What would happen if one were to put a sassy, big-mamma soul sistah from South Central with one of those uptight alpha-male suburbanites in the same movie? That may be the operative question concerning the executives who greenlighted Bringing Down the House, with the hope of hitting the jackpot on another culture-clash comedy. But for the rest of us, there is the prospective answer that maybe despite their differences, the queen of the ghettoes and the king of the lily-white suburbs can magically unite through the parade procession that is often known as filmmaking.
The comedy, however, has just enough cynicism to steer away from such an improbable premise, even if it really espouses the belief that white folks seek to get along and hobnob with colorful black folks. Because aren't we all just the same?
What may actually be a cause for concern is the continuing trend of movies that shamelessly figure black characters as spiritual counselors eager to help out their white counterparts in their timely distress. Whoopi Goldberg comes to mind as a distant model in her convulsive turn as a mouthy psychic who brings back a misty Patrick Swayze from the grave for one last tryst with Demi Moore in Ghost. More recent exemplars include Michael Clark Dunken's urologist on death row to Tom Hanks in The Green Mile and Will Smith's mystical caddie to Matt Damon in The Legend of Bagger Vance; the movies were censured by critics for their dubious achievements in featuring black characters with even more pronounced supernatural powers.
It's no surprise, therefore, that Bringing Down the House cunningly realizes its own measures with the conventional motif of squaring off two people from opposite worlds and letting the sparks fly--or drizzle, rather--in the context of current cultural dynamics, namely, that which associates blacks with the exclusive quotients of hip and cool.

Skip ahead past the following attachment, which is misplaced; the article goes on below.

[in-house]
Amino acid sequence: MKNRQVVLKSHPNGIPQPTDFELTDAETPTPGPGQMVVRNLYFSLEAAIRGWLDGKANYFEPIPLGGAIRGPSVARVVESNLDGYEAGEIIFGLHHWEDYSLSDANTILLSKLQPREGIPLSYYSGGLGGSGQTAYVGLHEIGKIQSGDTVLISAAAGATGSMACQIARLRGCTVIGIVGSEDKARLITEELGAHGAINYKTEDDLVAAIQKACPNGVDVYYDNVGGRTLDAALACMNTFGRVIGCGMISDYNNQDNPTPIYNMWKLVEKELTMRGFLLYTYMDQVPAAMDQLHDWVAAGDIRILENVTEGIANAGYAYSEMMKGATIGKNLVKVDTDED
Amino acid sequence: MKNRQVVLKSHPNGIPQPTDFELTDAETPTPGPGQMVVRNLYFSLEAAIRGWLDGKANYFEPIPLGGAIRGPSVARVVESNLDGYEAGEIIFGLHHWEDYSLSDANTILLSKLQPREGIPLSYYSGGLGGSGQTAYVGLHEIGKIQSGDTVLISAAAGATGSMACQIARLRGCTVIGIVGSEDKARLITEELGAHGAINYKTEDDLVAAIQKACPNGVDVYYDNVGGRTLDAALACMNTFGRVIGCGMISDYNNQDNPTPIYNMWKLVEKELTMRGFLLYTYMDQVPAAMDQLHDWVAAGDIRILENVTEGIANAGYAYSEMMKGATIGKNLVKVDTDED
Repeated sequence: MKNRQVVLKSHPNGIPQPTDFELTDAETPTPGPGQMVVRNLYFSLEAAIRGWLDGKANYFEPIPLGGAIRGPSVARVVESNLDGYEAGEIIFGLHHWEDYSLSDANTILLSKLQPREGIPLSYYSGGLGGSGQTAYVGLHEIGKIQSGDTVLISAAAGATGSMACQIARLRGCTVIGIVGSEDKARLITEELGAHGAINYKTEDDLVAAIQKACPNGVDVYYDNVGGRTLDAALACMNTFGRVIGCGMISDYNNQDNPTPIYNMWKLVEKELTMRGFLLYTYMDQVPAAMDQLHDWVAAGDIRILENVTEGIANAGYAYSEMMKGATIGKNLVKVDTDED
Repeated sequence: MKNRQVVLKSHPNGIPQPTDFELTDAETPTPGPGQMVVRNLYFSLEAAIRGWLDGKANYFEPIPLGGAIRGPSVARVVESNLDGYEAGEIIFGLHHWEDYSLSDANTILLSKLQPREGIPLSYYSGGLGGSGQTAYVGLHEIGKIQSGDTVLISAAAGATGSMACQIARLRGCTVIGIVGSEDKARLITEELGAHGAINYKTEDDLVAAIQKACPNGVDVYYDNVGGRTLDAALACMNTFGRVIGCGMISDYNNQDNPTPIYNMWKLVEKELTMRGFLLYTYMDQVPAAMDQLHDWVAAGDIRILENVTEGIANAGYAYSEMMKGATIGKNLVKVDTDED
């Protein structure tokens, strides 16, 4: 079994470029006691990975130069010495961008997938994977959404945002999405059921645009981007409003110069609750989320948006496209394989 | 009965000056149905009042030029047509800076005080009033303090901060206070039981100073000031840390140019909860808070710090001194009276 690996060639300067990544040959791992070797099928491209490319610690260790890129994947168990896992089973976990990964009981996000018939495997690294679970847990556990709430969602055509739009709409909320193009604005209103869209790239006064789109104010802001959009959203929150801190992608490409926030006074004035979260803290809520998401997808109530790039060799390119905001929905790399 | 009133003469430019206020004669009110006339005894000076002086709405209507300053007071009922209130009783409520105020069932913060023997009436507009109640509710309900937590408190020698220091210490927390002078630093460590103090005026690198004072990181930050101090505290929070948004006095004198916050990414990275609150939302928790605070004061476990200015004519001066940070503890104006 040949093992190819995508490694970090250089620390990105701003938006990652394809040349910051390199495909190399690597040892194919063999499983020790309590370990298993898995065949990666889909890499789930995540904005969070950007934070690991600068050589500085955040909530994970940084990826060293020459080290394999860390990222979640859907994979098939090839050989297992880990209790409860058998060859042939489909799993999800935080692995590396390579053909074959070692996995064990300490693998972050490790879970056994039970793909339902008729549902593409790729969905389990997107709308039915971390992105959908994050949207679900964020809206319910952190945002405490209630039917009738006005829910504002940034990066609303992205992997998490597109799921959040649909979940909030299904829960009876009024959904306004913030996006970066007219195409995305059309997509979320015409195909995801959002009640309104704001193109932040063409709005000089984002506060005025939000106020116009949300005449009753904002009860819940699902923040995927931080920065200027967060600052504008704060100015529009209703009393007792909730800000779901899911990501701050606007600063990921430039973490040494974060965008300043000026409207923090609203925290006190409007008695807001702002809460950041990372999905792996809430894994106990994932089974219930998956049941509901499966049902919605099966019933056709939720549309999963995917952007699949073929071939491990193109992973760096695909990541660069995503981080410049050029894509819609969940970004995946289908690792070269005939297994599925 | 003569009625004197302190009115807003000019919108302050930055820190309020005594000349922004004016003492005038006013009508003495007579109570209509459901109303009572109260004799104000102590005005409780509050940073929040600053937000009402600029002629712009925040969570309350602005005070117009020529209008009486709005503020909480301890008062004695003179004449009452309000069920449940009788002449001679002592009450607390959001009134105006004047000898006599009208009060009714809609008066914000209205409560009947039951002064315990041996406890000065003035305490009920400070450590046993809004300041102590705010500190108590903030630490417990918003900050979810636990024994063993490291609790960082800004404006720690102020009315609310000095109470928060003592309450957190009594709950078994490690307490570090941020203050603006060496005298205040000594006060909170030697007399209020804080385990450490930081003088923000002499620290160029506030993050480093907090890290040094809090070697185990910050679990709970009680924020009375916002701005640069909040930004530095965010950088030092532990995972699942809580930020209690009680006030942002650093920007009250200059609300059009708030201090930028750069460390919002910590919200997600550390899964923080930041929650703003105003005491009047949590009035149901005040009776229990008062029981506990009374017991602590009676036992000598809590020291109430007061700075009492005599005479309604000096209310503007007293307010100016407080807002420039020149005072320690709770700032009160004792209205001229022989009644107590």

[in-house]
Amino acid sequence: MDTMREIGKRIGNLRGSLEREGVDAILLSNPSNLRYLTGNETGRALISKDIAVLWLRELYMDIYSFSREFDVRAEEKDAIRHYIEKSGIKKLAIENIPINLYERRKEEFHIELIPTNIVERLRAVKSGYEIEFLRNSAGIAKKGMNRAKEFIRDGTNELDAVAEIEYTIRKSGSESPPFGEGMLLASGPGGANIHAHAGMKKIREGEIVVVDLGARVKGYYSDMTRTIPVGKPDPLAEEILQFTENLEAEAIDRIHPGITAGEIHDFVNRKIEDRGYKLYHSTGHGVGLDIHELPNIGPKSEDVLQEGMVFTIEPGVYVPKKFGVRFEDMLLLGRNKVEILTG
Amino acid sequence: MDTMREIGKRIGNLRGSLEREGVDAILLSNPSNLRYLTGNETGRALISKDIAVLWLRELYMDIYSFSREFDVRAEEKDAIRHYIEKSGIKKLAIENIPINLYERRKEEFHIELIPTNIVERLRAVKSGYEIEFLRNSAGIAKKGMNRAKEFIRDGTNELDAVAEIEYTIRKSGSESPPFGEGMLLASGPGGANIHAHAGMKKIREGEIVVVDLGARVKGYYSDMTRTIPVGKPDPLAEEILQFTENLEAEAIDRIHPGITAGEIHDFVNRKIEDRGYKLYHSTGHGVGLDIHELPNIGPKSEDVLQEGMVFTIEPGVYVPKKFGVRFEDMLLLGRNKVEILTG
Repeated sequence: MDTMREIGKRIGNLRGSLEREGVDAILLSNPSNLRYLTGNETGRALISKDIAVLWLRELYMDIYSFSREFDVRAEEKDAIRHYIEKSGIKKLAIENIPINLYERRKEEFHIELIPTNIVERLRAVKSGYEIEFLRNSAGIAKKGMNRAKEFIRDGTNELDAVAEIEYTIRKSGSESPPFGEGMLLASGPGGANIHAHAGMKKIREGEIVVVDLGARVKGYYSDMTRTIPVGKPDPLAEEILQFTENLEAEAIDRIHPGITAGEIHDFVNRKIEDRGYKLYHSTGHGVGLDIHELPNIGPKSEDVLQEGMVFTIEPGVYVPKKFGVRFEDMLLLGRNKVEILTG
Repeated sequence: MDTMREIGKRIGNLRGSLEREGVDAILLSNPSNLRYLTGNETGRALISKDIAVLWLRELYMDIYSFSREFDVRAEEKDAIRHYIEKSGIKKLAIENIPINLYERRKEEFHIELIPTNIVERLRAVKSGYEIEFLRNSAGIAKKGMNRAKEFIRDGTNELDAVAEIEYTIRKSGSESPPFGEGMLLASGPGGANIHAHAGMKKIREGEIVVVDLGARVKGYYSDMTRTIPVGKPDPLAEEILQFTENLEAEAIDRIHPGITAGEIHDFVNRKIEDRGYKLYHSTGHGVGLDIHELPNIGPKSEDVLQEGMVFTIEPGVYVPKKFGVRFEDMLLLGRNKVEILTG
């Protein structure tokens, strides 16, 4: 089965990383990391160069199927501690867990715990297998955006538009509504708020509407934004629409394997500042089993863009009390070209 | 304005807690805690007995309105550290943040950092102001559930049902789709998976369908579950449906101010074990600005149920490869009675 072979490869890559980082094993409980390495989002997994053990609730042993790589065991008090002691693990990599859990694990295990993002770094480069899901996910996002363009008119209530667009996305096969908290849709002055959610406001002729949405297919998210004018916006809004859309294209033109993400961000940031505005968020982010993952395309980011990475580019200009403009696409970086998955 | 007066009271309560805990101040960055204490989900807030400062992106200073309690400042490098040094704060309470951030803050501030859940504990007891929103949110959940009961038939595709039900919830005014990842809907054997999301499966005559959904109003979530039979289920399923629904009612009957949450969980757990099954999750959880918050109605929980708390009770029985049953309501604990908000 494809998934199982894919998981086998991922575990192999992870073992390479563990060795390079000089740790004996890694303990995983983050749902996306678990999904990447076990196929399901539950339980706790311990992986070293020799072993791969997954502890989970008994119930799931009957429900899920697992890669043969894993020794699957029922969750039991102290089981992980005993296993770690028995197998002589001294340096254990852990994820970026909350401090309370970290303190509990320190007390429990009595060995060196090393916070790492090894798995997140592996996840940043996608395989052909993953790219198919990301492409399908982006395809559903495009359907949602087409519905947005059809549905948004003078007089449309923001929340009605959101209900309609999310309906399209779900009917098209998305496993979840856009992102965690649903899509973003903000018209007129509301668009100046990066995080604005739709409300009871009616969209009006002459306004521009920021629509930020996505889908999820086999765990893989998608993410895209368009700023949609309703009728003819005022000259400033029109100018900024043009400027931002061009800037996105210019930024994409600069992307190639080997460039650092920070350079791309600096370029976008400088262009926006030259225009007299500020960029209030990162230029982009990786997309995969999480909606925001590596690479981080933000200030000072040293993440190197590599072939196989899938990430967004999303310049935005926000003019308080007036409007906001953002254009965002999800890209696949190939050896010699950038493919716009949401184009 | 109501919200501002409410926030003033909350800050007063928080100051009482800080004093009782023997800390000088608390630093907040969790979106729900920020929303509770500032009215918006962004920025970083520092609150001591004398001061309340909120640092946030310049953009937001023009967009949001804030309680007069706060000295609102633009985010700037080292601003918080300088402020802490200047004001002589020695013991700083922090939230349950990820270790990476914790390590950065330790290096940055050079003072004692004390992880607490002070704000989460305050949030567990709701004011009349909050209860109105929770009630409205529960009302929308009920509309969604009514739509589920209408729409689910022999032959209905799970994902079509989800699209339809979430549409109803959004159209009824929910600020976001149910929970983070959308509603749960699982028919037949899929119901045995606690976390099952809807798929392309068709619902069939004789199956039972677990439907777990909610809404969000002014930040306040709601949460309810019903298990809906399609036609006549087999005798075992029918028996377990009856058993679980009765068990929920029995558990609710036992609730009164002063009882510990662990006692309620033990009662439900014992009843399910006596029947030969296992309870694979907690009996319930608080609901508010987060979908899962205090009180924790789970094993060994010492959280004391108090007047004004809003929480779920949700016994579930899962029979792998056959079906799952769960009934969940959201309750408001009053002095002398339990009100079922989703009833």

Queen Latifah plays the hapless fool, i.e. the escaped convict whom Steve Martin's white-collar lawyer mistakes for a twiggy blonde under the chat room pseudonym "lawyergirl." When the bootylicious, jive-talking Latifah actually shows up at a befuddled Martin's door, we're supposed to find this amusing under the assumption that she's the exotic creature to his upper middle-class case of normalcy. She waves around her hip-hop terminology and flashes her "ghetto-fabulous" outfits (an oxymoron, if there ever was one) until Martin feels obliged to get her off a false conviction for armed robbery under the agreement that she leave him alone.
A fair exchange it seems, although I've left out the part about Latifah being a nanny to his children, mending a relationship with his ex-wife, teaching Martin how to groove with his inner flava, and donning a maid's uniform to impress a racially insensitive client with her hollering "yassuh!" She doesn't become the spice in his life, she serves it to him. This is what one might term as oppressive humor--you can't quite laugh with the characters or at them in any spontaneous way, the only appropriate manner in which to react is to scoff at the cornucopian irreverence. To be offended would be to miss the movie's point.
As far as the film self-consciously chooses to play down to us with this kind of humor, it also neglects to become anything but a collection of stunts with a shabby storyline. A middle-aged Jewish character at one point shouts, "You got me straight trippin', Boo!" I laughed the first time it appeared in the trailer. Now I just say, "whatever."